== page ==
All Grief Is Unique: Same Person, Different Relationship

I think it’s almost always offensive when someone says, “I know just how you feel” to a grieving heart.

Even two biological parents of the same child have a slightly different relationship with him or her because their experience is filtered through the lens of distinct personalities, shared adventures, struggles, joys and secrets.

We are a family of six-four kids and two parents.

Each one of us has experienced Dominic’s death differently because he was uniquely woven into the fabric of our separate stories as well as our corporate story.

Parts of me reflected back from him are gone forever. The unique give and take we shared is my loss alone.

Sibling memories, inside jokes, sneaky “don’t tell mom” pranks and antics belong to his sister and brothers and are part of their loss I can neither understand nor access.

Yes, we share corporately the loss of a son and brother, but none of us can really say, “I know just how you feel”.

Because we don’t.

And that’s one of the things that makes grief a very lonely journey.

All these feelings wrapped inside of experiences bound up in memories stored in two hearts. Only now one of them is inaccessible and the other is trying to find a way to carry both halves of the relationship.

Part of the work grief requires is gathering up the fragments of memory and tucking them safely away.

It will be different for each heart.

Even hearts that mourn the loss of the same person.

Why Can’t I Keep My House Clean? Grief and Everyday Responsiblities

I freely admit I was never a housecleaning fanatic.

With a busy family, a small farm and mountains of paper, pencils and books scattered around I was content if the most obvious dirt was swept up and the sink free of dishes.

But, I DID have a routine.  I DID clean my bathrooms and wash clothes and make beds and vacuum the rugs on a regular basis.

Not anymore.

Even all this time after Dominic ran ahead to heaven, I have not reestablished any kind of rhythm to keeping house, making meals or doing the most basic, necessary chores.

And I don’t really know why.

I’m not overly busy.  I’m not doing other things that keep me away from the necessary things.  

In fact, sometimes I actually sit down for what I think will be a few minutes only to find a couple hours have raced by while I was doing nothing.  That NEVER happened before.

Literally, never.

I was a dynamo from the time I woke in the morning until evening-moving, moving, moving.  I certainly still have plenty I COULD do, but not so much that I WANT to do.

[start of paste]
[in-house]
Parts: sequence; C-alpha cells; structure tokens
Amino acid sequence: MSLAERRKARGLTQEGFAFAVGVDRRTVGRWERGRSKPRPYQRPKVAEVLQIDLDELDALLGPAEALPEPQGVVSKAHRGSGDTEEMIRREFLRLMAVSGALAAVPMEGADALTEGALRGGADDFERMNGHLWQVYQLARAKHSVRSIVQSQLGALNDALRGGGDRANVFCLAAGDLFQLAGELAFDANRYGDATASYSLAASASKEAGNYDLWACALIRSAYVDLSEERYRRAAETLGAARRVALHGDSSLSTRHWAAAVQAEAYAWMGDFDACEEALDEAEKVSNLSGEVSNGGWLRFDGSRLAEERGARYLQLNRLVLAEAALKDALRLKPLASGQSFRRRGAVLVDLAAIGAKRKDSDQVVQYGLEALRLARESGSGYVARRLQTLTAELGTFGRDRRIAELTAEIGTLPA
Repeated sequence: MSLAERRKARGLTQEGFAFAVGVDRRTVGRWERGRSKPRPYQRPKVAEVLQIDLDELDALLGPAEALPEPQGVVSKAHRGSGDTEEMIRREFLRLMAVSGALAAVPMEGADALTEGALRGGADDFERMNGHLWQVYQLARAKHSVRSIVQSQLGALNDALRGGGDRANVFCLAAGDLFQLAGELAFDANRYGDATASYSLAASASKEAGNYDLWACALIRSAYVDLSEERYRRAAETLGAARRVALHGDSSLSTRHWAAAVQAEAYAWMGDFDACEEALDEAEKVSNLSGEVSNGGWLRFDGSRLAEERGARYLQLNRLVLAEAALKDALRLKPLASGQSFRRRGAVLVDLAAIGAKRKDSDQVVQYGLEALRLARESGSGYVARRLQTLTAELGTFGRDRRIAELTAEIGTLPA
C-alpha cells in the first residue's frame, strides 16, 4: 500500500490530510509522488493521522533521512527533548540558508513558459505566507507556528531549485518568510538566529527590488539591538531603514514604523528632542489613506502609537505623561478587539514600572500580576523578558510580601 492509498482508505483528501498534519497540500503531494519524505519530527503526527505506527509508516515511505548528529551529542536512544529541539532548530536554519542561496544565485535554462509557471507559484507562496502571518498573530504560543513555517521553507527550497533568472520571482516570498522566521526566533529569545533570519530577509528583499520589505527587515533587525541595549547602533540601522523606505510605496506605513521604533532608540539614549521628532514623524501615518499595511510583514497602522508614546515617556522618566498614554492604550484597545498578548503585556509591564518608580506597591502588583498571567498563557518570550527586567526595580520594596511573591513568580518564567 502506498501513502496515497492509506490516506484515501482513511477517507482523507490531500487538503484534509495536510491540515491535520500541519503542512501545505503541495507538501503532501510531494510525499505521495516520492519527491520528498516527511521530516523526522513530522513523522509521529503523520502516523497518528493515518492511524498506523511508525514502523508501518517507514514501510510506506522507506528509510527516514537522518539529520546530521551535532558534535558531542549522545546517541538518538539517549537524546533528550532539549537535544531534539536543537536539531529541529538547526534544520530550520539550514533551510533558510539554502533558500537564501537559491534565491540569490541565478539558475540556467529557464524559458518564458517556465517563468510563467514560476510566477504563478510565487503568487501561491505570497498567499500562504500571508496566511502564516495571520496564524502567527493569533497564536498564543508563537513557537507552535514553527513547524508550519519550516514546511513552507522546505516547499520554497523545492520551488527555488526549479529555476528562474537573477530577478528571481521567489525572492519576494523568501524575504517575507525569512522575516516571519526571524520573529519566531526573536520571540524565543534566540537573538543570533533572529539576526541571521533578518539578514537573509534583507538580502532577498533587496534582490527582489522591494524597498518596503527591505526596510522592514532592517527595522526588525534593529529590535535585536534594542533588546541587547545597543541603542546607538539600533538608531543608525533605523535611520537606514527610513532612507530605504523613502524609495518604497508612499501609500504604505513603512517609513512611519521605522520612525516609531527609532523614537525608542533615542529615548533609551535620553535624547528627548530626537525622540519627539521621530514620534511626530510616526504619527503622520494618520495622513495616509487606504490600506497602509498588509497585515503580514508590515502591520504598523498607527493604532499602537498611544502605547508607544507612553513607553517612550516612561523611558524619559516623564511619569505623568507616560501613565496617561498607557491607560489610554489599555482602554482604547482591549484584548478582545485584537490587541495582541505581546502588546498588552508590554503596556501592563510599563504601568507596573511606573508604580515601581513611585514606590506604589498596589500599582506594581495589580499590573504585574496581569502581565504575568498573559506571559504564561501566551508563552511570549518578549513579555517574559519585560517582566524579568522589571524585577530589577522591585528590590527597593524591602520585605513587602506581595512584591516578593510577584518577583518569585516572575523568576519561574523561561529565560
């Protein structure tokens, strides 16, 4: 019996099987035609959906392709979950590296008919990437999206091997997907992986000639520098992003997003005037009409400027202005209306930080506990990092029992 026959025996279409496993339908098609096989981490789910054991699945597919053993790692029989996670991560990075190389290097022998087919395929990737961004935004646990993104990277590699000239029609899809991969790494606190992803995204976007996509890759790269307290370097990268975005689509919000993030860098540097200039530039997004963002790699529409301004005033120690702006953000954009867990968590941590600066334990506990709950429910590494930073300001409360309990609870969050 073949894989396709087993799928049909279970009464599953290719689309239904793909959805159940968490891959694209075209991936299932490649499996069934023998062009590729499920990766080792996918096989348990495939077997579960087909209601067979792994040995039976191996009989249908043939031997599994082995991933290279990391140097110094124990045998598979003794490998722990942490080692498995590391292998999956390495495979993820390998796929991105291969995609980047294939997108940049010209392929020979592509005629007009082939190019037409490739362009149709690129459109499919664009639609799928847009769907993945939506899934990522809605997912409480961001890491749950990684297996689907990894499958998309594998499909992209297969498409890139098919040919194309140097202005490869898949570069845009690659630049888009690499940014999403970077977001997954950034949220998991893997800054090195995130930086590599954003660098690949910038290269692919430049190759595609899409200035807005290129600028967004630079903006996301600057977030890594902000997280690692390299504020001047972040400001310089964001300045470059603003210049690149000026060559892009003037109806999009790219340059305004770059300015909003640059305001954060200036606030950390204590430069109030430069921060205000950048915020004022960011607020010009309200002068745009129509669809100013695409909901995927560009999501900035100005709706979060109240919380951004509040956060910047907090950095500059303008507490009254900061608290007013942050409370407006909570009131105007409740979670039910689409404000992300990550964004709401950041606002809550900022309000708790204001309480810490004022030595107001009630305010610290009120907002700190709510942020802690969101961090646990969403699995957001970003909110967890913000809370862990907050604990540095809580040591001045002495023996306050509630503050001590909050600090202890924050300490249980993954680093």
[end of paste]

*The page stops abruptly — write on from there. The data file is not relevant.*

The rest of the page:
I’ve pondered, “Why?” and only been able to come up with a single answer: Grief is WORK.  And apparently I only have so much energy to divide between what I need to do (grief work) and what I’d like to do (clean my house, etc.).

The hours I spend “doing nothing” are actually hours spent working through feelings, thoughts, spiritual conundrums and rediscovering who I am in light of what has happened.

So I’m learning to cut corners and give myself a break.  Because it doesn’t appear that my get-up-and-go is coming back anytime soon.

Here are some practical things I’ve been doing to make daily life work:

I’ve adjusted my standards.  I have a minimal acceptable standard and apply that to my home and myself instead of trying to live up to “what others want me to do/be”. For me, it means no germy surfaces, clutter free places to sit and eat, wiped down bathrooms and clean clothes for the day.  

Anything over that is a bonus!

I take shortcuts.  Paper goods for meals to cut down on dishes.  Easy menus for dinners (lots of crockpot recipes).  I keep paper towels and cleaner in each bathroom and wipe down when I’m in there for something else instead of making “clean the bathrooms” a separate chore.  

I have baskets to catch wayward items and carry them upstairs all at once or just leave them in the baskets.  I wash clothes but don’t worry if I get them folded.  I bought more underwear and socks so washing isn’t an emergency.

I don’t apologize when someone stops by and things aren’t as tidy as they used to be or I wish they were. 

I won’t waste emotional energy on worrying about what they think.  

And when I find that I’m sitting down, pondering some aspect of loss or life or love, I lean in and do it.  I grab my computer or a journal and write out what’s running through my head.  

Because that’s the more important work right now.  

Grief Journaling Prompts

Journaling has been and continues to be a very important part of my grief journey.

Putting thoughts on paper gets them out of my head.

Writing them down helps me understand them.

i-write-because-i-dont-know

Reading them back is an excellent reflective exercise. It’s a way to track progress, recognize repeating patterns and see where I need to do more grief work.

Sometimes I use Scripture, quotes or other prompts to get me started.  Often I may look up words in the dictionary and jot down the definition or synonyms or examples.  I may draw my way around a concept or cut out pictures from magazines or the newspaper to add to my creation.  There have been days I’ve spent hours and several sheets of paper moving my feelings from my heart to the page.

So if you want to try your hand at journaling, here is a list I find useful.  

Don’t set any parameters or have any expectations.  

Just write, color, draw or whatever flows naturally.

And if the tears fall, let them.

grief journaling exercise